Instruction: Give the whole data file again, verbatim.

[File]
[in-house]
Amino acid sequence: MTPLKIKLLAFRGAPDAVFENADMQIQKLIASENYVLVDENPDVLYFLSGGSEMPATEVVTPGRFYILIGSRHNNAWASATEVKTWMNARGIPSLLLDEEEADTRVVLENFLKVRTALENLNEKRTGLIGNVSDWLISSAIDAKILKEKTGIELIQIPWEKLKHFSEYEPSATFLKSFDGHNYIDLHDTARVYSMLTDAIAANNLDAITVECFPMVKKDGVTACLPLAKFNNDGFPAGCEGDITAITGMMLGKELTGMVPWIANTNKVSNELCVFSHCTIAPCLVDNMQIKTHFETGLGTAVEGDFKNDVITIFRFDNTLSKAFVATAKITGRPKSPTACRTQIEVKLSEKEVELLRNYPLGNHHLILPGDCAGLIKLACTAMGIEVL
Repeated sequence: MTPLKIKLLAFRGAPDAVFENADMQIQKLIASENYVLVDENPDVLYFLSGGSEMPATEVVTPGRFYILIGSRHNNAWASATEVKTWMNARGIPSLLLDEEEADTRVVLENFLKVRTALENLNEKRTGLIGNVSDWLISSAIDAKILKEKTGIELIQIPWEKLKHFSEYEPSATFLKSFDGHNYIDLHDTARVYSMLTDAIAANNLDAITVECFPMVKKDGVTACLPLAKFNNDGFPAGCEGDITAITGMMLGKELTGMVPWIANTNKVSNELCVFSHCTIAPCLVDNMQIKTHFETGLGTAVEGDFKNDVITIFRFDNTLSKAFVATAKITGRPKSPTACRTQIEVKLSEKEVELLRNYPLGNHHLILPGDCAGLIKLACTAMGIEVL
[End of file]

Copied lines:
[in-house]
Amino acid sequence: MTPLKIKLLAFRGAPDAVFENADMQIQKLIASENYVLVDENPDVLYFLSGGSEMPATEVVTPGRFYILIGSRHNNAWASATEVKTWMNARGIPSLLLDEEEADTRVVLENFLKVRTALENLNEKRTGLIGNVSDWLISSAIDAKILKEKTGIELIQIPWEKLKHFSEYEPSATFLKSFDGHNYIDLHDTARVYSMLTDAIAANNLDAITVECFPMVKKDGVTACLPLAKFNNDGFPAGCEGDITAITGMMLGKELTGMVPWIANTNKVSNELCVFSHCTIAPCLVDNMQIKTHFETGLGTAVEGDFKNDVITIFRFDNTLSKAFVATAKITGRPKSPTACRTQIEVKLSEKEVELLRNYPLGNHHLILPGDCAGLIKLACTAMGIEVL
Repeated sequence: MTPLKIKLLAFRGAPDAVFENADMQIQKLIASENYVLVDENPDVLYFLSGGSEMPATEVVTPGRFYILIGSRHNNAWASATEVKTWMNARGIPSLLLDEEEADTRVVLENFLKVRTALENLNEKRTGLIGNVSDWLISSAIDAKILKEKTGIELIQIPWEKLKHFSEYEPSATFLKSFDGHNYIDLHDTARVYSMLTDAIAANNLDAITVECFPMVKKDGVTACLPLAKFNNDGFPAGCEGDITAITGMMLGKELTGMVPWIANTNKVSNELCVFSHCTIAPCLVDNMQIKTHFETGLGTAVEGDFKNDVITIFRFDNTLSKAFVATAKITGRPKSPTACRTQIEVKLSEKEVELLRNYPLGNHHLILPGDCAGLIKLACTAMGIEVL